I hate ticks. Ticks are definitely on my “What was God Thinking?” list. I understand that they have some significance in the ecosystem, but I certainly don’t like finding them on my pets. Beyond the “ick factor”, ticks pose a serious health risk. They are responsible for the transmission of a number of serious diseases including Lyme Disease, Anaplasmosis, Erylichiosis and Rocky Mountain Spotted Fever. Living with pets puts pet owners at greater risk for tick borne disease as any pet that goes outside could carry an infected tick back to into our homes.
Tick protection is an important part of pet health care. The goal is to stop the tick before it has the chance to transfer disease organisms. We would like a product with a fast kill time or even more ideally, a product that repels ticks so they never set foot on our pets. The product must also be safe for the pet and the family members.
Developing such a product is easier said than done because ticks are hard to kill. They have a very tough outer covering made of a substance called chitin. Think about how difficult it is to squish a tick. Chitin gives them a natural defense against trauma and chemical penetration. In other words, it takes a strong chemical to control ticks and it takes longer for it to kill them.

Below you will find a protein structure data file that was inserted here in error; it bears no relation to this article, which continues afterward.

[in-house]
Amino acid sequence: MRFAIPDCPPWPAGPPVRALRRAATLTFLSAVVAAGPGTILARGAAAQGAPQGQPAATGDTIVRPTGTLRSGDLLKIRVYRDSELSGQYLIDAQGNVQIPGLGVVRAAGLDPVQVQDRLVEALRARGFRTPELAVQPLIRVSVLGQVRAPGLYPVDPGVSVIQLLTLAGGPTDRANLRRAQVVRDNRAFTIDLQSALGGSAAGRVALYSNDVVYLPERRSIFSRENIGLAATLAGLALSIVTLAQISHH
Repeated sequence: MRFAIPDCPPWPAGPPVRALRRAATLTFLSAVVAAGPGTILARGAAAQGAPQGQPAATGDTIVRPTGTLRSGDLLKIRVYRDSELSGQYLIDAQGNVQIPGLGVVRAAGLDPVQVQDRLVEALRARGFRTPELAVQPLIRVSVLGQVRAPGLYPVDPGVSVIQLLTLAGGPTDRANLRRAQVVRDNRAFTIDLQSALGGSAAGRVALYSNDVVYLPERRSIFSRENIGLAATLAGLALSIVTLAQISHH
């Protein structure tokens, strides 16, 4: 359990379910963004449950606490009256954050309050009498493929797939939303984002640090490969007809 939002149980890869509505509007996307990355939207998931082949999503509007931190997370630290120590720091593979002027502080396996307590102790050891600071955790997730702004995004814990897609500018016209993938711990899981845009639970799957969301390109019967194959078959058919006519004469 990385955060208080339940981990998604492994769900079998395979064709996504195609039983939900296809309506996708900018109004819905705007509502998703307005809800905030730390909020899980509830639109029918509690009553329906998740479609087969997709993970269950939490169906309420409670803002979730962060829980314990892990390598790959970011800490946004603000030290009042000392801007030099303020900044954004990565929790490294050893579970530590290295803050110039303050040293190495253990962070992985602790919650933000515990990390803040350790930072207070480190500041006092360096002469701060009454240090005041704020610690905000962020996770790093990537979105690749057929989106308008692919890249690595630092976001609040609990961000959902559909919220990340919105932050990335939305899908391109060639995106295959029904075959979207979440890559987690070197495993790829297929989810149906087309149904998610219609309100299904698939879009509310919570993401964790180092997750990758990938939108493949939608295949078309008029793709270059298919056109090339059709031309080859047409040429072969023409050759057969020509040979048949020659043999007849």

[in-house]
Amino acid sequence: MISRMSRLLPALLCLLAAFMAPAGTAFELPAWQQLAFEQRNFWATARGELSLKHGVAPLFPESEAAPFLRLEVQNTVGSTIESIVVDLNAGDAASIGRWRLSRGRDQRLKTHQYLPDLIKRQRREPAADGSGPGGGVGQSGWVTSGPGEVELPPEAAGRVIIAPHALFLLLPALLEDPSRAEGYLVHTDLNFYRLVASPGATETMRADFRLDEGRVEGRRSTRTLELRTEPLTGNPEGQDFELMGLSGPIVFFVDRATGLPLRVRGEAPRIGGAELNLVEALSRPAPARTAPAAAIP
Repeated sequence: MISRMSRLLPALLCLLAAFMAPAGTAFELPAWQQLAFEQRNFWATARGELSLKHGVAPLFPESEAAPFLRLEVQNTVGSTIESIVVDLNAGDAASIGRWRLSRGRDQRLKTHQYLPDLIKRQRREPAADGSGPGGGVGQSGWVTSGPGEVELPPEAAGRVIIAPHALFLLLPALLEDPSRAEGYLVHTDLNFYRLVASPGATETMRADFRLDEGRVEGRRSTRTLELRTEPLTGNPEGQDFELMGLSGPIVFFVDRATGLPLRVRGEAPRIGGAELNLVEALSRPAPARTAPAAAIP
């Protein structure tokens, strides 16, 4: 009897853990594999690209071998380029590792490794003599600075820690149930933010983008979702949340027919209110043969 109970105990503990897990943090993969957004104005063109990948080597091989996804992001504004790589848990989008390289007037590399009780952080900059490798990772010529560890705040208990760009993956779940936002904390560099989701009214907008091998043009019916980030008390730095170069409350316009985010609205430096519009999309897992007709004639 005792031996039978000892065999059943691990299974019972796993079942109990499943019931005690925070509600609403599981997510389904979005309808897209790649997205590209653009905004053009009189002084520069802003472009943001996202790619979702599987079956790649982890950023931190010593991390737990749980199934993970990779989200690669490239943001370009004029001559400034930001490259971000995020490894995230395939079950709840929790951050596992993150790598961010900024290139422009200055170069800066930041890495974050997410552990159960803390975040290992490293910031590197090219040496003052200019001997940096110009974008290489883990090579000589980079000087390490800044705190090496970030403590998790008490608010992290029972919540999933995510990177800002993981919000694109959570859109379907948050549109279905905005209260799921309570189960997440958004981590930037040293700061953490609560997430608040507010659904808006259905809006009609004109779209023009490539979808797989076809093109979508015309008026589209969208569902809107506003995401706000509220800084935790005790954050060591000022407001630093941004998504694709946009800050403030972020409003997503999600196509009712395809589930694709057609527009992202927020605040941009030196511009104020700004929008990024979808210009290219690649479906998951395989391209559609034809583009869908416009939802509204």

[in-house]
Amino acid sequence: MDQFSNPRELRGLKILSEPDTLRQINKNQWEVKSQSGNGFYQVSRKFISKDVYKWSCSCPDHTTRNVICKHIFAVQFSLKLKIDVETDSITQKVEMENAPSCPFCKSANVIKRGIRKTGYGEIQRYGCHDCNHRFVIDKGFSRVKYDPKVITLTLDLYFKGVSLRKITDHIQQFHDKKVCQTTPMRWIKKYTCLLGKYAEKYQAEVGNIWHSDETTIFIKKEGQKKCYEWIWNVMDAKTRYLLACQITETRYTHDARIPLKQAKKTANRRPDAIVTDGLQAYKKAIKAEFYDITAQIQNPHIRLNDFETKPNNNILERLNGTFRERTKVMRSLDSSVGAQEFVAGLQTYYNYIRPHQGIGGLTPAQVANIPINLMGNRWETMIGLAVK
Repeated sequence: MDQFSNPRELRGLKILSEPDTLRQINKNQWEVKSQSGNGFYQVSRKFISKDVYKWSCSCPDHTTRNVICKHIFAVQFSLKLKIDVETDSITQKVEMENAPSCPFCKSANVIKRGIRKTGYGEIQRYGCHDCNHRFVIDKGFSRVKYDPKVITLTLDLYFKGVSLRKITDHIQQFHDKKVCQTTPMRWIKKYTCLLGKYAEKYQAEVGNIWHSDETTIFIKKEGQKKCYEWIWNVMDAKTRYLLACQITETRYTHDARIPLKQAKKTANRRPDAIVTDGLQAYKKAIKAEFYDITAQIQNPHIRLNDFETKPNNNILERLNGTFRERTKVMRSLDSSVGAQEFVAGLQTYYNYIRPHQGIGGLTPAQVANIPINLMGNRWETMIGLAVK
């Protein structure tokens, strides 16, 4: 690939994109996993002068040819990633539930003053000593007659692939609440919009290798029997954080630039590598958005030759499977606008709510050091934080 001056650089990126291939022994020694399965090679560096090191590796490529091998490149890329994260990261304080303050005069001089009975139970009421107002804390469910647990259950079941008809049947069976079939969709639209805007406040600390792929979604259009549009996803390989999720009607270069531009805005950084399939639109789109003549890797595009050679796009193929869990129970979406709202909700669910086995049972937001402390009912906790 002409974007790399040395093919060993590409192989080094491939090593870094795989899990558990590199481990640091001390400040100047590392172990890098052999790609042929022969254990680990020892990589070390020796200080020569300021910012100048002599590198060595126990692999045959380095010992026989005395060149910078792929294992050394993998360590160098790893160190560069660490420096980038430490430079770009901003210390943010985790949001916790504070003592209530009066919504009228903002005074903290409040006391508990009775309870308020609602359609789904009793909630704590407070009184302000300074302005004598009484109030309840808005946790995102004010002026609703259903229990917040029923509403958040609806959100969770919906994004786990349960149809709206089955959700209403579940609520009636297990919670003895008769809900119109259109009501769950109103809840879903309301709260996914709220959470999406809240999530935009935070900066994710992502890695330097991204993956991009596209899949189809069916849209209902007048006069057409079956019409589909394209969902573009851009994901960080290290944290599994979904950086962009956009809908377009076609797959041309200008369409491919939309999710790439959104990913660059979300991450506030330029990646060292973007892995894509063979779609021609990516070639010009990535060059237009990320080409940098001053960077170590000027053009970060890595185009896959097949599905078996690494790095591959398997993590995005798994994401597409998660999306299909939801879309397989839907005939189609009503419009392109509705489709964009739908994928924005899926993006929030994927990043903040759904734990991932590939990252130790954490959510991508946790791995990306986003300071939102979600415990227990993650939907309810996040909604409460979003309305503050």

Pharmaceutical companies continue to look for newer molecules to meet all of these goals. There are still a number of older products available over the counter which contain dangerous insecticides such as organophosphates and carbamates. These products tend to be very inexpensive and so they have a financial appeal. The problem is that they have been responsible for many pet poisonings and deaths. The EPA and the FDA are currently examining the adverse event reports and product labeling for all spot-on flea and tick products in order to better protect consumers.
Some pets have medical conditions or are on medications which need to be considered before selecting a product. Lifestyle is another important consideration. If your pet spends a lot of time in the long grass or bushy areas he will likely need more protection than a pet that rarely leaves the house.
There is no one perfect product for all cats and dogs, but there are many good choices. Talk to your veterinarian about safety and good options for your pet before applying a flea and tick product.